The first job I had after leaving law enforcement was as a body armor representative for a defense contractor. It was a great gig. I enjoyed the freedom; it allowed me to travel and meet many different people. One of the neat things I got to do was to conduct shooting demos to show off the capabilities of our armor, and I distinctly remember my boss telling me, “Never allow the use of sub-machine guns on soft armor!”

Why? Well, it’s very simple. The National Institute for Justice (NIJ) ratings for soft armor are based around pistol-caliber velocities. Where everything gets crazy is when you find a way to make something like the common 9mm increase in velocity way beyond the norm for handguns. Simply put, if you accelerate the 9mm enough, you’ll be getting rifle performance out of a handgun round. Yeah, that’s kind of scary. The 9mm is really good at wrecking body armor, and that’s what I want to talk with you about today.

One Mag, Two Guns

The first time I saw one of these, I remember thinking, “Now that’s a good idea.” I have always preferred to have an EDC setup that shares mags so that if I find myself having to grab and go, I at least have a spare load or two to fall back on. The UDP-9 from Angstadt Arms is such a unique little weapon that it really deserves a closer look if you’re interested in setting up a truck gun. The term “truck gun” has gotten a lot of play in recent years, and I fear that folks have forgotten what that is really supposed to mean.

A truck gun should be a weapon capable of being cable-locked to your vehicle and forgotten about until that terrible day when you need it. Such a weapon should be capable of crossing state lines with little thought to its condition or legality. That is to say that it should be legal in the states where you normally travel without having to change its status. And Angstadt‘s UDP-9 Pistol variant has a high potential for being a great truck gun.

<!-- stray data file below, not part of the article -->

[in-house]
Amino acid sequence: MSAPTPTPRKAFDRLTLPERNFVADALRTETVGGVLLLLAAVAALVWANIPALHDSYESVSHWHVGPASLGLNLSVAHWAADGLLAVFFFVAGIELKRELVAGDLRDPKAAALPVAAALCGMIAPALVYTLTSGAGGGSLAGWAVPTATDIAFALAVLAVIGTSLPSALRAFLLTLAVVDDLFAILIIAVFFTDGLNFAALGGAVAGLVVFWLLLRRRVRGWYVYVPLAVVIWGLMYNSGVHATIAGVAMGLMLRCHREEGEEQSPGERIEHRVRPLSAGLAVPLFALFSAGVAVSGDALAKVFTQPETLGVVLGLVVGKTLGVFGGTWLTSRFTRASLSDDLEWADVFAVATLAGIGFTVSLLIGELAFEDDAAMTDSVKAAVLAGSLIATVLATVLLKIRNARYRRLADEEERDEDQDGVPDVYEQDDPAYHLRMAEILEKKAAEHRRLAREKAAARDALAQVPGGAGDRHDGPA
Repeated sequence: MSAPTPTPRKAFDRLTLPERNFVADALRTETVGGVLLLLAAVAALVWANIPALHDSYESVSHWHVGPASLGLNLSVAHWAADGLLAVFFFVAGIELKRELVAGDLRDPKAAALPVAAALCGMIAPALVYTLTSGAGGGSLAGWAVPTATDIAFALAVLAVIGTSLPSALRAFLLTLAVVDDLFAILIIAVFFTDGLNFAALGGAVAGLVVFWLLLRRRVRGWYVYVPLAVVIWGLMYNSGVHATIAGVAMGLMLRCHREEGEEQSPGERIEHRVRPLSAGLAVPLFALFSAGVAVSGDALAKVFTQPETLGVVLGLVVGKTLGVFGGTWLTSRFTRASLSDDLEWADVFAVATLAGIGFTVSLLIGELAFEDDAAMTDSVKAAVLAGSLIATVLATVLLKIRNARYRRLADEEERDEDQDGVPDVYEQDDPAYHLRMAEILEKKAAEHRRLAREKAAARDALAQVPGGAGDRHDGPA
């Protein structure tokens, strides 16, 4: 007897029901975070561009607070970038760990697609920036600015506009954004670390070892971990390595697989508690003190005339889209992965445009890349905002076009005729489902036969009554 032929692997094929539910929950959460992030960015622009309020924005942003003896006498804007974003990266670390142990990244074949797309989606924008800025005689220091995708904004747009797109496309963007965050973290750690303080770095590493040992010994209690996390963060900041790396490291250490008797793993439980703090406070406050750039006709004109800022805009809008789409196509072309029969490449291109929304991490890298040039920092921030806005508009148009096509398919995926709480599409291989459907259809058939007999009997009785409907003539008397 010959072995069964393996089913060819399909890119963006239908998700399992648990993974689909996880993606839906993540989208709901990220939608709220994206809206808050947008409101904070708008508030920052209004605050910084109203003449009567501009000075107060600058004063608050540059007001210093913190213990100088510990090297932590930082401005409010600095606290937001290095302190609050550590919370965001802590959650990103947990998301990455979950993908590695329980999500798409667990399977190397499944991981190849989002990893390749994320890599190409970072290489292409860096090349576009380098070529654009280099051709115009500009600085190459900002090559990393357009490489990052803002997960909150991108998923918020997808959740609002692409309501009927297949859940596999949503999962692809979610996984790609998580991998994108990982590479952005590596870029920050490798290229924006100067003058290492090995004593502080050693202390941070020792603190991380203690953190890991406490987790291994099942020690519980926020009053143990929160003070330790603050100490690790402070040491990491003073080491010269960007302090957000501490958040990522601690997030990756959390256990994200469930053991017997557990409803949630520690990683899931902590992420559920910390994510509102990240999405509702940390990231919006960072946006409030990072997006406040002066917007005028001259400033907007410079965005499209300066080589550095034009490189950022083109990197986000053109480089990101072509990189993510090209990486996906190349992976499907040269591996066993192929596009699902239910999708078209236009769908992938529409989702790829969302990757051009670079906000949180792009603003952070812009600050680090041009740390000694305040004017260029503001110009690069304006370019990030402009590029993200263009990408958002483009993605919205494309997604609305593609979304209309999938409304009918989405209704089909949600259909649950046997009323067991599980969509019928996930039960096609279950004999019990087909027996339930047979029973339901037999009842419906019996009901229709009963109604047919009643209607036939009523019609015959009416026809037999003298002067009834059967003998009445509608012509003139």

Personal Setup

As mentioned, once you accelerate the 9mm above handgun velocities, it truly becomes an astonishing round. As an armor representative, I was told no submachine guns because they have been known to zip 9mm FMJs right through Level IIIA vests. So imagine how effective you could be against a body-armor-clad active killer if you came to the fight with your own subgun-style weapon hidden in a small bag.

I have this UDP-9 set up to reflect deep concealment in a regular-sized backpack. At 19.75 inches in length and 9.75 inches in height, the UDP-9 does “tiny” quite well. It weighs in, as you see it here, at 5.9 pounds. This is a sturdy weapon, and it shows in its build quality. The UDP-9 boasts a 7075-T6 billet upper and lower set that fits together exceptionally well. There is zero slop between the two pieces, and that’s noteworthy.

The lower receiver has an oversized, integrated triggerguard that segues into a flared magazine well that smoothly accepts most 9mm mags. It bears noting that the UDP-9 accepts the Glock 19‘s 15-round mags. I tested both OEM Glock and Magpul magazines without any issues. I particularly like the fact that the UDP-9 accepts Magpul’s PMAG 21 GL9s, which are my go-to mags because I can cleanly conceal one on each side of my blue jeans’ back pockets with little effort.

A quick rundown of the specs reveals a weapon built for speed. The UDP-9 has also been made with end-user maintenance in mind. The 9mm bolt assembly plays nicely with standard AR-15 trigger group hammers. The fact that the UDP-9 doesn’t need a gas block, roll pin or gas tube made me smile. This is a blowback-operated weapon, so the barrel is a sleek 6 inches of chrome-moly-vanadium, 1-in-10-inch-twist, Melonite-coated goodness. The unit I received came with Angstadt’s multi-port flash suppressor. It’s made from 4041 hardened steel with a black nitride finish. The 5.5-inch, free-floating ODIN Works KeyMod handguard features a continuous top Picatinny rail and mounting positions at 3, 6 and 9 o’clock. The KeyMod slots double as anti-rotation QD mounting points. Yeah, that’s cool, too.